Dickens, Hugo, Zola: the literature of the Nineteenth Century has left us with very strong images from that period of great economic and social transformation. The appearance of the new industrial production systems created real upheavals and brought about a condition of crisis for all the arts, the working of iron included.
The traditional figure of the blacksmith, who from time immemorial had forged hot iron by hand, hammering, bending and cutting, was ebbing away under the blows of the new technologies of casting and moulding, lacking that artistic expression that only man, and certainly not machine, could infuse into the finished product.
And now the sun was setting on the “great art” of the locksmith, despite the last enthusiastic epigones. The new thrust was towards mass production. Banks were becoming the new castles, containing at their heart the safe. And in the titanic effort to secure them against all risks, direct action was needed, as demanded by the ideology of the time.
Among the many aspects from the past, the Nineteenth Century also embraced the aesthetics of keys: 19th Century keys were more austere and pragmatic models that focused wholly on security. Inventive skillsthat had characterized 18th Century locks and keys, shifted towards the development of all sorts of locks, from mobile lever locks with cam keys to pump locks with cylindrical slotted keys or with circumferential appendices and locks with combination devices. Between 1770 and 1851 several locking systems were patented, including one with a stop mechanism that would impede the use of any false key.
It was partly the spirit of the times, a mixture of Victorian rigour and a middle-class preoccupation for security, that fed into the myth of impenetrable safes that could withstand anything. The first crack in that magical armour came from the greatest and most memorable robbery of the time in 1855 on the train that was transporting gold to the soldiers fighting in the distant Crimean war. It involved two safes containing the modern day equivalent of a million pounds that could only be opened with four keys, a resounding blow accomplished by Edward Pierce. The story is immortalised in the novel “The great train robbery” by Michael Crichton and by the 1979 film of the same name starring Sean Connery. A feat that necessitated daring subterfuge to be able to copy the keys (the only way to break into the coffers) and legendary and daring deeds motivated, as Pierce himself commented on the process, with one single, simple goal: “I wanted the money”.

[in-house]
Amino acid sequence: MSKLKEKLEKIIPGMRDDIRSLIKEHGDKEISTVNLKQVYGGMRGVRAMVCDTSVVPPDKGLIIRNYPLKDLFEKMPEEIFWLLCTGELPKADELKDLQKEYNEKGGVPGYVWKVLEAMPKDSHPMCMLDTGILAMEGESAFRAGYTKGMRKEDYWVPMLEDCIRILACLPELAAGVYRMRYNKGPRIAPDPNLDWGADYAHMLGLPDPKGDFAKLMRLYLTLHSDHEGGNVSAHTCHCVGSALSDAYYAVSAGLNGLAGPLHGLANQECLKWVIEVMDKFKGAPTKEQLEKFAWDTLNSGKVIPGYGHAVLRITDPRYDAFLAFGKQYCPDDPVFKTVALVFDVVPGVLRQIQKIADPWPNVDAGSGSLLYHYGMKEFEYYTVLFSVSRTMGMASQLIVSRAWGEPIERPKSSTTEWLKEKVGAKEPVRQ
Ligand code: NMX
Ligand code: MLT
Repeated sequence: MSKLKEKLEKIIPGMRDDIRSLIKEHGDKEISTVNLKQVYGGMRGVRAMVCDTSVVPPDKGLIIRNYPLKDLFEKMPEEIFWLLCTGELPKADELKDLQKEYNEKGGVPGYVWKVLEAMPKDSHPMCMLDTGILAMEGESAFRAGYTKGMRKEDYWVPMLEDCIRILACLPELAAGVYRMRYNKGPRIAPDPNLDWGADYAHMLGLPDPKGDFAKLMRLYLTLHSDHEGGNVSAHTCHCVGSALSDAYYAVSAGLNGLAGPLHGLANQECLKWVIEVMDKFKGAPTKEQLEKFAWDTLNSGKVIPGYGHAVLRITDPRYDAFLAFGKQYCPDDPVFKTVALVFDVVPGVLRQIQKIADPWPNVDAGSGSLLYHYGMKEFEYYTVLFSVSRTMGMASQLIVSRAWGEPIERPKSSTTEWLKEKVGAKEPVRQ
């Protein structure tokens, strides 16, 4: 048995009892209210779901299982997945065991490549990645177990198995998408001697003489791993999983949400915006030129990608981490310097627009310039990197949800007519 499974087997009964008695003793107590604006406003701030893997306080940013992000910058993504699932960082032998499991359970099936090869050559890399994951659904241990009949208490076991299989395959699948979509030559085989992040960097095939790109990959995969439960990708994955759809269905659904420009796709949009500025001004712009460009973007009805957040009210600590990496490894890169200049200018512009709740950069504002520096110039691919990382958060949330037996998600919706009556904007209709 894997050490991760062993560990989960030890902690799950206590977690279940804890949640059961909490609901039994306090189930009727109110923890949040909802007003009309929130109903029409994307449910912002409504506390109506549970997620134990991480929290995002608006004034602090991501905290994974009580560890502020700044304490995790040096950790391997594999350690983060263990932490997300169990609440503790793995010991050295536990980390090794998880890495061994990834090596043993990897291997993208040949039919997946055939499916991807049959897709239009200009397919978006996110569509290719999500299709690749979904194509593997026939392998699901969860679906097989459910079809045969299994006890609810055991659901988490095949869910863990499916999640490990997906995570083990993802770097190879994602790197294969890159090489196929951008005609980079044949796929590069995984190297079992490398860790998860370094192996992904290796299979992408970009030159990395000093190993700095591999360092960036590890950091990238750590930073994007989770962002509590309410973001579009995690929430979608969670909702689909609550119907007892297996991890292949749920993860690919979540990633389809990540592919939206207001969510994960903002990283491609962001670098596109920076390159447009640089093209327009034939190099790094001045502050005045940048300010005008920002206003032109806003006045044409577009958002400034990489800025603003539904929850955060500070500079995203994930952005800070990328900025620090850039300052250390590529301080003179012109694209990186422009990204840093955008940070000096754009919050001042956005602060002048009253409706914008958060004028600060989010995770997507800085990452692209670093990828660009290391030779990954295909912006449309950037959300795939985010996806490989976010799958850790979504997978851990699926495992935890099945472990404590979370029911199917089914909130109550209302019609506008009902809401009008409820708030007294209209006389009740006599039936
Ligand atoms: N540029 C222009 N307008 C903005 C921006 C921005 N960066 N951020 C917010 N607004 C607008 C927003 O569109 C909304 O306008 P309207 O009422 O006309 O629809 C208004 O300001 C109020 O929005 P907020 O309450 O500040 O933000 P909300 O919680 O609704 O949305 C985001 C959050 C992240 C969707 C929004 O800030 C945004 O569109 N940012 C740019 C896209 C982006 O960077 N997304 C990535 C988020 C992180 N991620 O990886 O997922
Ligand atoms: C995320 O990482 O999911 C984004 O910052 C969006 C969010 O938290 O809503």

So what were those famous four keys like? Modest, according to the style of the era, with oval handle, a subtle capital and smooth stem. The part that was most worked was undoubtedly the comb, with a very technical shape and an elaborate cam cut to open blocking movable lever locks, of the Chubb Locks brand.
The Nineteenth century was the century of Universal Exhibitions, true temples in celebration of Progress. One of these, the Great Exhibition in London in 1851, witnessed a singular rivalry. Mindful of the challenge laid down sixty years earlier by Joseph Bramah, two hundred pounds had been promised to anyone able to outsmart some of the locks on display. A certain Hobbs, who worked as a representative for Day and Newell that produced the Parautopic with modular bit key, presented as the only absolutely inviolable lock, rolled up his sleeves and got to work. In thirty minutes he had cracked the six-lever Chubb Detector and in ten days had put an end to the record of the mythical Bramah. A great way to outdo the competition. Needless to say, “his” Parautopic resisted all attacks. An absolute record that still stands today, “a utopia” that has become a reality.